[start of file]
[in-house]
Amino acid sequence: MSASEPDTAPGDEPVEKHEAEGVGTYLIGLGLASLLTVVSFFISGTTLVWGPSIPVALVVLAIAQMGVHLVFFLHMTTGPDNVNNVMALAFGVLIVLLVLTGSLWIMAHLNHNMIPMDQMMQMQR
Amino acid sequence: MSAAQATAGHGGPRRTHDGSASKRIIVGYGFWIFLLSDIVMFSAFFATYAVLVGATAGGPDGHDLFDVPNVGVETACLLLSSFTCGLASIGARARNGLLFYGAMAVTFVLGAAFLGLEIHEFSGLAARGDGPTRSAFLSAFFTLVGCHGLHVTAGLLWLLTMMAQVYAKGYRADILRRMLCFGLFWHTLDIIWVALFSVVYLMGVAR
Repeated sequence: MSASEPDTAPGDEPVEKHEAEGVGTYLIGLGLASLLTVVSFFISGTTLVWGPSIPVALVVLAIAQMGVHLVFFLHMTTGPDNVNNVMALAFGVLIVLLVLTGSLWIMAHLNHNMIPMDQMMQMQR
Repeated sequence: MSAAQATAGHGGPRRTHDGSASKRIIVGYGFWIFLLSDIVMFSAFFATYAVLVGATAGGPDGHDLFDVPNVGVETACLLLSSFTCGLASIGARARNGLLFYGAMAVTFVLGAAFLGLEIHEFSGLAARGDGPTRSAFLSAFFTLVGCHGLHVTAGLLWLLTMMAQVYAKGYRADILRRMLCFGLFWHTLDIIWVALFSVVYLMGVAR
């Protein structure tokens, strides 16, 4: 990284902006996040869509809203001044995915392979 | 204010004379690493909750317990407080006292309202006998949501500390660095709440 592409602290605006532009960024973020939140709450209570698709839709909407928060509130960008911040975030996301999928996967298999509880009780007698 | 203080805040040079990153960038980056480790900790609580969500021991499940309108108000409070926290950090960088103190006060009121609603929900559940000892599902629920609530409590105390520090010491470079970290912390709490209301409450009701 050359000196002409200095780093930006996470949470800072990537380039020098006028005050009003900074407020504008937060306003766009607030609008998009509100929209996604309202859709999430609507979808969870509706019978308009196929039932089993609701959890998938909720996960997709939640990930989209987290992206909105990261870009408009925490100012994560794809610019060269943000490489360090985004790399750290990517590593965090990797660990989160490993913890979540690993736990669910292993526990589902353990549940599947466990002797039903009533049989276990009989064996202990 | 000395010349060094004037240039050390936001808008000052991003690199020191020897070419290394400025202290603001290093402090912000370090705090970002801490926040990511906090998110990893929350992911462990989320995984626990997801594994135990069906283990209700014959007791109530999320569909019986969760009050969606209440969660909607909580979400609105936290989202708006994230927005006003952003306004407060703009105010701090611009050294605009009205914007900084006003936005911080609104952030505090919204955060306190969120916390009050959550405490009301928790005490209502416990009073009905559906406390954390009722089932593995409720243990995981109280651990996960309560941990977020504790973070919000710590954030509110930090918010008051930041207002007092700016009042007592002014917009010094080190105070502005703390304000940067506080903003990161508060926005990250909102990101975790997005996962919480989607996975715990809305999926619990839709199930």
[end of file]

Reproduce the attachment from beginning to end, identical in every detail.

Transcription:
[in-house]
Amino acid sequence: MSASEPDTAPGDEPVEKHEAEGVGTYLIGLGLASLLTVVSFFISGTTLVWGPSIPVALVVLAIAQMGVHLVFFLHMTTGPDNVNNVMALAFGVLIVLLVLTGSLWIMAHLNHNMIPMDQMMQMQR
Amino acid sequence: MSAAQATAGHGGPRRTHDGSASKRIIVGYGFWIFLLSDIVMFSAFFATYAVLVGATAGGPDGHDLFDVPNVGVETACLLLSSFTCGLASIGARARNGLLFYGAMAVTFVLGAAFLGLEIHEFSGLAARGDGPTRSAFLSAFFTLVGCHGLHVTAGLLWLLTMMAQVYAKGYRADILRRMLCFGLFWHTLDIIWVALFSVVYLMGVAR
Repeated sequence: MSASEPDTAPGDEPVEKHEAEGVGTYLIGLGLASLLTVVSFFISGTTLVWGPSIPVALVVLAIAQMGVHLVFFLHMTTGPDNVNNVMALAFGVLIVLLVLTGSLWIMAHLNHNMIPMDQMMQMQR
Repeated sequence: MSAAQATAGHGGPRRTHDGSASKRIIVGYGFWIFLLSDIVMFSAFFATYAVLVGATAGGPDGHDLFDVPNVGVETACLLLSSFTCGLASIGARARNGLLFYGAMAVTFVLGAAFLGLEIHEFSGLAARGDGPTRSAFLSAFFTLVGCHGLHVTAGLLWLLTMMAQVYAKGYRADILRRMLCFGLFWHTLDIIWVALFSVVYLMGVAR
């Protein structure tokens, strides 16, 4: 990284902006996040869509809203001044995915392979 | 204010004379690493909750317990407080006292309202006998949501500390660095709440 592409602290605006532009960024973020939140709450209570698709839709909407928060509130960008911040975030996301999928996967298999509880009780007698 | 203080805040040079990153960038980056480790900790609580969500021991499940309108108000409070926290950090960088103190006060009121609603929900559940000892599902629920609530409590105390520090010491470079970290912390709490209301409450009701 050359000196002409200095780093930006996470949470800072990537380039020098006028005050009003900074407020504008937060306003766009607030609008998009509100929209996604309202859709999430609507979808969870509706019978308009196929039932089993609701959890998938909720996960997709939640990930989209987290992206909105990261870009408009925490100012994560794809610019060269943000490489360090985004790399750290990517590593965090990797660990989160490993913890979540690993736990669910292993526990589902353990549940599947466990002797039903009533049989276990009989064996202990 | 000395010349060094004037240039050390936001808008000052991003690199020191020897070419290394400025202290603001290093402090912000370090705090970002801490926040990511906090998110990893929350992911462990989320995984626990997801594994135990069906283990209700014959007791109530999320569909019986969760009050969606209440969660909607909580979400609105936290989202708006994230927005006003952003306004407060703009105010701090611009050294605009009205914007900084006003936005911080609104952030505090919204955060306190969120916390009050959550405490009301928790005490209502416990009073009905559906406390954390009722089932593995409720243990995981109280651990996960309560941990977020504790973070919000710590954030509110930090918010008051930041207002007092700016009042007592002014917009010094080190105070502005703390304000940067506080903003990161508060926005990250909102990101975790997005996962919480989607996975715990809305999926619990839709199930």